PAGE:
Gameplan for Junior Year
The most important thing to remember is that your junior-year grades are the most important grades on your transcript. The classes you will take in your junior year are the most similar to those you will see in college—assuming there are APs in the mix, and the schools you apply to will want to see academic strength at this level. Ideally, you’d like to show some sort of upward trend in your grades from previous years if your grades were not all A’s.
You should have taken the PSAT in October. You should take your first SAT any time from November to March. If your PSAT scores are not as high as you would like them to be, you should consider starting your SAT prep sooner rather than later. Take a little time to research the middle 50% of the incoming freshmen classes’ SAT scores (collegeboard.com) at colleges that interest you. If you start in January, you have about a year to achieve the scores you need. To estimate an SAT score from your PSAT score, use the table below:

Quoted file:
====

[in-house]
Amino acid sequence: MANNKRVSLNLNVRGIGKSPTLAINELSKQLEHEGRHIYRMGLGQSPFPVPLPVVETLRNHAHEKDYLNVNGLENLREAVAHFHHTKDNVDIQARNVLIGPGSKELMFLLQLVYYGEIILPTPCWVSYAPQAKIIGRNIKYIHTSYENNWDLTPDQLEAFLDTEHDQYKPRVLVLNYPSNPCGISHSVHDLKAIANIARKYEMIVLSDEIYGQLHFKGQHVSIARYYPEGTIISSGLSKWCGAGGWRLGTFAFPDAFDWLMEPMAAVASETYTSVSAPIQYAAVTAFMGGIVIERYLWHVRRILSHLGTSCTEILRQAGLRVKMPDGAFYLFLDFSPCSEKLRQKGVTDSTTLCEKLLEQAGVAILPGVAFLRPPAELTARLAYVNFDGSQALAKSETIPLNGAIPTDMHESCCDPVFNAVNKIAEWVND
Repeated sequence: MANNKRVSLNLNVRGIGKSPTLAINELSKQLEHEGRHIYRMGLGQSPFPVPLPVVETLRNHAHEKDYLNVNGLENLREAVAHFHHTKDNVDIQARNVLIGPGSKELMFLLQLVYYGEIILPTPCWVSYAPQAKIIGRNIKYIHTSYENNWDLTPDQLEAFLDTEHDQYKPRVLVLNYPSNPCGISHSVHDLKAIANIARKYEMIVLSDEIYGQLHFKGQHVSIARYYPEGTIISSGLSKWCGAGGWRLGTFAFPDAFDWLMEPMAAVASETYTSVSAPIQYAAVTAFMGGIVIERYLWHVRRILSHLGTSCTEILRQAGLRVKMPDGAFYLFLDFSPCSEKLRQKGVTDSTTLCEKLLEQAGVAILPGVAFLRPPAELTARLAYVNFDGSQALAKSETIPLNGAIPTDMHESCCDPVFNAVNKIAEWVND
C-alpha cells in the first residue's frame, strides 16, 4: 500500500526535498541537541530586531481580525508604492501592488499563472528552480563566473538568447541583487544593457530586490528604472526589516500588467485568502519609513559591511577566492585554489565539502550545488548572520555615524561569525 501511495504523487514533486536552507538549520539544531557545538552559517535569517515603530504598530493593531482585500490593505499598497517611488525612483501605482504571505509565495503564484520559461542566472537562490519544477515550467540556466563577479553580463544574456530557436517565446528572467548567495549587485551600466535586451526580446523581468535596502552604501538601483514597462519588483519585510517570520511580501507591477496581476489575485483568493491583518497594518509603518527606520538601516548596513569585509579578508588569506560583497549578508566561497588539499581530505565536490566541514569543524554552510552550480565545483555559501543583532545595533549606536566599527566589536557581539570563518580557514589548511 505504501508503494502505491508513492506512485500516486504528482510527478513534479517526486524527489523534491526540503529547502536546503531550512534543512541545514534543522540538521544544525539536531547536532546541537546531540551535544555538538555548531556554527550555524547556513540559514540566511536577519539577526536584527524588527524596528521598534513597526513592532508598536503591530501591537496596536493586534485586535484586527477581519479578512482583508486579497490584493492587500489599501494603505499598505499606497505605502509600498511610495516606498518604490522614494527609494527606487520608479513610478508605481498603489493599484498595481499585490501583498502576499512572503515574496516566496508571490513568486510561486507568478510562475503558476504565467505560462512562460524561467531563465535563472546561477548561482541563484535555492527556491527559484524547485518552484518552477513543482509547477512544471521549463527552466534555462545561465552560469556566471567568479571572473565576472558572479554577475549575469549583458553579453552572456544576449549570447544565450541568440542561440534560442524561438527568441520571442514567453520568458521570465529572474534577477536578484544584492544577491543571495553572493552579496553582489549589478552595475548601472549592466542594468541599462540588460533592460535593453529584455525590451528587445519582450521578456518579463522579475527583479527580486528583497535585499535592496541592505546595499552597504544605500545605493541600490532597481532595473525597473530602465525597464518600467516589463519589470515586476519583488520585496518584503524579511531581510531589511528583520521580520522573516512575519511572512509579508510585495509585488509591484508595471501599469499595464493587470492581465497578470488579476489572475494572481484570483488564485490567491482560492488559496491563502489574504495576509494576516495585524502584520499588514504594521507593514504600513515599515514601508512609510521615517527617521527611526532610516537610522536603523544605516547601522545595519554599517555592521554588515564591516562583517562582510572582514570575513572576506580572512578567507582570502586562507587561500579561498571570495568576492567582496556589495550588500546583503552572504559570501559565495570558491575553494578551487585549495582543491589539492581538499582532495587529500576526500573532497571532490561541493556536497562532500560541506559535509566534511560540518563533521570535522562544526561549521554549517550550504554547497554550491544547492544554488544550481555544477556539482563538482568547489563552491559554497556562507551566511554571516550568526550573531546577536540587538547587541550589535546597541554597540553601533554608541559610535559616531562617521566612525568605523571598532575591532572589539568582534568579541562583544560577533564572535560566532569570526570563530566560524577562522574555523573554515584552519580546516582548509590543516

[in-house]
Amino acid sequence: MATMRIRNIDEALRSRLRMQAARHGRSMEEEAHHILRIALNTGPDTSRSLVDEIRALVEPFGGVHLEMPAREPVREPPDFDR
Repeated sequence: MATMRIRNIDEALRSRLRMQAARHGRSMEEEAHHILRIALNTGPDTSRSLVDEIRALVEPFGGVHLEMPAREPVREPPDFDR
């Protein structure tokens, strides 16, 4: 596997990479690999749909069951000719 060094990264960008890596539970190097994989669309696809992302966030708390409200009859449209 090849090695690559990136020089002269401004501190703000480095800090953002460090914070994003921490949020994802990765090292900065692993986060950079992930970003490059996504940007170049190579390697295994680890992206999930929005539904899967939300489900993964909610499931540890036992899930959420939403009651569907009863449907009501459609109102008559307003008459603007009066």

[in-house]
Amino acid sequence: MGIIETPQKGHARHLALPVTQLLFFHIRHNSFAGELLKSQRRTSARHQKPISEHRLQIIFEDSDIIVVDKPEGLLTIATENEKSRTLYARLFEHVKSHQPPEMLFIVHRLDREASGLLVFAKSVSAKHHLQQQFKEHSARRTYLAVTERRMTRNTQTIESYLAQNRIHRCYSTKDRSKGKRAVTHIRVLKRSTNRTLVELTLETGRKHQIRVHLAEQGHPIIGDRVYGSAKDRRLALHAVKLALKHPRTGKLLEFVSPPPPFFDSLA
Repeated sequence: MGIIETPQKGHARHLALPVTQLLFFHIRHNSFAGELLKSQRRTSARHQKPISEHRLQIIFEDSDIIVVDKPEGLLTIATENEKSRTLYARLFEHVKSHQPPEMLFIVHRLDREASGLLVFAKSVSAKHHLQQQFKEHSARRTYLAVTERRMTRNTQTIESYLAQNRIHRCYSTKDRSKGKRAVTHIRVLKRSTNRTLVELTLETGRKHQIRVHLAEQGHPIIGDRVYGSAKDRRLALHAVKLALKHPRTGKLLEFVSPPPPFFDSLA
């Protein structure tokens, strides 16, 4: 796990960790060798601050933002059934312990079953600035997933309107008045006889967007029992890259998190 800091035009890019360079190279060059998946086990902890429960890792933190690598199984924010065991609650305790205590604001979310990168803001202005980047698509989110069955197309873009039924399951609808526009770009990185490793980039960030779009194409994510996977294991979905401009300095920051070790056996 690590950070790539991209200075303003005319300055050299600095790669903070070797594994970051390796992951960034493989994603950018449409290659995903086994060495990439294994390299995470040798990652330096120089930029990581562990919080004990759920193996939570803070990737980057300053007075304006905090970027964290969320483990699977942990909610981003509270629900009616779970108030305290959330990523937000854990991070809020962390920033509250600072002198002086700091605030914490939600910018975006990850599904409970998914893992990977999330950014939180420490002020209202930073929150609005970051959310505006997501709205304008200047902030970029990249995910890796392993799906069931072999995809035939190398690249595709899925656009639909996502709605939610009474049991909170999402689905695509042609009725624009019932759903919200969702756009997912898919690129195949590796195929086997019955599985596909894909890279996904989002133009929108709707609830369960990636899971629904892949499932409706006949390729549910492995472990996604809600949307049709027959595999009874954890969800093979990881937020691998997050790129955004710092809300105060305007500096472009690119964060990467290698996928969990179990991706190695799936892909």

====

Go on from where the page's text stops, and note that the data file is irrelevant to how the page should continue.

|PSAT Score||SAT Reading Score||SAT Math Score||SAT Writing Score|
Start your SAT or ACT prep course 8 to 15 weeks prior to your scheduled test date. If you are currently enrolled in Algebra II, it may be best to wait until January to take your first SAT.
As you are researching schools, set up interviews as needed and plan college visits. Visits are important because there is no better way to get a “feel” for the college or university you are researching.
Plan to take the SAT or ACT twice during your junior year. If possible, tack on the second SAT or ACT in the winter months.
Engage deeply within your chosen extracurricular activities. Leadership and depth of commitment are paramount. In this domain, many people find their “story” that will eventually inform their admissions essay.
Take your SAT Subject tests in May or June where applicable.
As your junior year winds down, collect college applications and explore scholarship opportunities. Start to work on the applications during the late summer.